It’s that time of year when students start to pack up for their return to college and the safe haven of their digs, dorm or halls. After so much time at home, I remember wanting to take my home comforts with me back to my hall of residence in Swansea. Not so easy on a budget though and when funds are tight you need ideas to save the pennies whilst creating a room your mates will happily visit. And maybe not so easy either when your landlord has strict rules about what you can and cannot do to your accommodation.
It doesn’t help, either, when loads of ads appear on your timelines advertising all the fun stuff you can get for your room when you simply don’t have the funds. Think about it, though, you don’t want your room to look like everyone else’s anyway. Now is the time to really express your personality and thankfully, you can do that on a budget with these ideas.
Before you go
I remember heading off to Swansea with every kitchen appliance under the sun and the majority of my wardrobe but you really don’t need to bring everything with you. There will be shops and online shopping!
Pack for the season and then change over your clothes (e.g. your summer things) when you visit home.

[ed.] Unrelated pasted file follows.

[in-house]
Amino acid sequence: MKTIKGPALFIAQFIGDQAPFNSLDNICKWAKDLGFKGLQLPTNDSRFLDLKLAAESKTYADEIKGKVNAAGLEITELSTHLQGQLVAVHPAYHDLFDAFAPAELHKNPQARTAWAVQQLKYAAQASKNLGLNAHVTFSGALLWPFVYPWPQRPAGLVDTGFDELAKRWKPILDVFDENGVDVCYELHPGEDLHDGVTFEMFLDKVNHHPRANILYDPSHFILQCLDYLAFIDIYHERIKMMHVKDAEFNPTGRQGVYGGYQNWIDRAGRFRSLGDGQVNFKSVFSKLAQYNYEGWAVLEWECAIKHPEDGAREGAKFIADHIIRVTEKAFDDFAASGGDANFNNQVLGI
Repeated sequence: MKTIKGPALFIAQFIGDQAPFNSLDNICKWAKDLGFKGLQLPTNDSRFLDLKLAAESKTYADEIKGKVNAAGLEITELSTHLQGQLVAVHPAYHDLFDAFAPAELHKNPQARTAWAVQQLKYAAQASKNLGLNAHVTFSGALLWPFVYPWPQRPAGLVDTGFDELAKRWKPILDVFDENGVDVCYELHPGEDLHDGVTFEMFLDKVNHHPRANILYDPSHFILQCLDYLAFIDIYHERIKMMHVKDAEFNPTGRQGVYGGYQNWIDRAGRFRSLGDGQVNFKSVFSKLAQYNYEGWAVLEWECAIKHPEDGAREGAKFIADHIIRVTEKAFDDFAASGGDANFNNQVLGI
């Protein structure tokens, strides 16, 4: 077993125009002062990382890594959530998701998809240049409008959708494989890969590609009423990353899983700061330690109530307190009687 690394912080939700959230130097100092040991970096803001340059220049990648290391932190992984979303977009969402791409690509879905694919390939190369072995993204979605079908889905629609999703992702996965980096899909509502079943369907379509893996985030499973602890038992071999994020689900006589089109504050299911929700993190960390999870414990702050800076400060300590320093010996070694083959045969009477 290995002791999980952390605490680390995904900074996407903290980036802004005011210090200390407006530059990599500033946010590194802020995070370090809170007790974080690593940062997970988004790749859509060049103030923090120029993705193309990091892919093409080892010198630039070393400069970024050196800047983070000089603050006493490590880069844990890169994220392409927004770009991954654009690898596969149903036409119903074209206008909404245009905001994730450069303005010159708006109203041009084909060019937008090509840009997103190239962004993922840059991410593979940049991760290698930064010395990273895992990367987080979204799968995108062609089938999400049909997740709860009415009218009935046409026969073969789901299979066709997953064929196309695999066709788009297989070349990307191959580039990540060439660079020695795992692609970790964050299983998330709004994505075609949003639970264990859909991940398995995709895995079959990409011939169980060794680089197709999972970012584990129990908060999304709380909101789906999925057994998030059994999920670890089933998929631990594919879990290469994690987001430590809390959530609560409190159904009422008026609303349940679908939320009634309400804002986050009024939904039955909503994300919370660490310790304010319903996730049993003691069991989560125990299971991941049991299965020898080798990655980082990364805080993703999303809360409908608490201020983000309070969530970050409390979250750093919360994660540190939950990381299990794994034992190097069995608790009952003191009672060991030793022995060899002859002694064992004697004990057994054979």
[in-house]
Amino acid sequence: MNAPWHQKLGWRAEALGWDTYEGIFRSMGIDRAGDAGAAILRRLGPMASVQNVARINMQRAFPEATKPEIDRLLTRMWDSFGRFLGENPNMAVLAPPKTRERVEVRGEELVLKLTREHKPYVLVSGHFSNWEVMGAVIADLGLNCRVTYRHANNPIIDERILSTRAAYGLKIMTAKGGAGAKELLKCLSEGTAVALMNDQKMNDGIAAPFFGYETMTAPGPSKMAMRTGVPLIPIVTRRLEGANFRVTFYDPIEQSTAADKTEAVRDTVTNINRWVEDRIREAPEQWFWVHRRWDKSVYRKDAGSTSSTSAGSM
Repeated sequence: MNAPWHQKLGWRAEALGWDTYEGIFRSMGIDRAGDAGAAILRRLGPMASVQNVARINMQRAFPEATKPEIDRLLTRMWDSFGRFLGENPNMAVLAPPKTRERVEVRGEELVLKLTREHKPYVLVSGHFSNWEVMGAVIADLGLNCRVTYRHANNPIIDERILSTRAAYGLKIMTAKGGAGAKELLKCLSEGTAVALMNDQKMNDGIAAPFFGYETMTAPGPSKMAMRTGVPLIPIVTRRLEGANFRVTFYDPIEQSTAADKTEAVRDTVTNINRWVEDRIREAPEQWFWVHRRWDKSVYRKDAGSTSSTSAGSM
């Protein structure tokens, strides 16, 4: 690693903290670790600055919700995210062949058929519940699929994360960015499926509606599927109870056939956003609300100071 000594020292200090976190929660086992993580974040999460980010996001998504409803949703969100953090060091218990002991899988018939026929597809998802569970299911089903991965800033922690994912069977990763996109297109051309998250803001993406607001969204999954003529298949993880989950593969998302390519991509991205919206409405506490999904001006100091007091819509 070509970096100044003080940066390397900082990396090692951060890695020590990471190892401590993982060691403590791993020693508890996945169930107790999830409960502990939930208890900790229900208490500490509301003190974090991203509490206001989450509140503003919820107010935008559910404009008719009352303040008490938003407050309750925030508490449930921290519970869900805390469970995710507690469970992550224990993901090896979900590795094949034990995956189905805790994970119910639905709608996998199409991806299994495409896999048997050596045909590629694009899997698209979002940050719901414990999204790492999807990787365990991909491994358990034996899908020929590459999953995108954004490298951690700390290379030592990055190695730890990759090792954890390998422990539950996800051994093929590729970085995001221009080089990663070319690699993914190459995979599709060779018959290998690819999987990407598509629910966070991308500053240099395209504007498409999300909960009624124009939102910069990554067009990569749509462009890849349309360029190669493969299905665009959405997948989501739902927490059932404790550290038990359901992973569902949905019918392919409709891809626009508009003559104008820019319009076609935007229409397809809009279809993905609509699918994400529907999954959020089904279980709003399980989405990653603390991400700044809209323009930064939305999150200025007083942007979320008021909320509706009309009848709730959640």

Order stuff in advance and pick it up at your new location
So many places offer click and collect these days that you don’t necessarily need to stuff everything in the car. Simply order and collect on your arrival.
Agree the design with your room mate
In my first year I had to share a room with someone I had never met before. (Hello Jo!). Bear in mind that you might need to agree a design scheme with your new room mate first – so it might be an idea not to go mad with buying stuff until you have moved in. You might need to rearrange some furniture but make sure you have permission to do that.
Don’t go crazy with university branded stuff
Whilst you will undoubtedly be proud of your college, buying a heap of branded merchandise may well add up – and, aside from one or two keepsakes at the end of your course, what will you do with your uni pyjamas after 3 years?
Have a separate area for working and sleeping
If you can, try to move your desk away from your bed so that there is a clear division of space for sleeping and working – much more relaxing.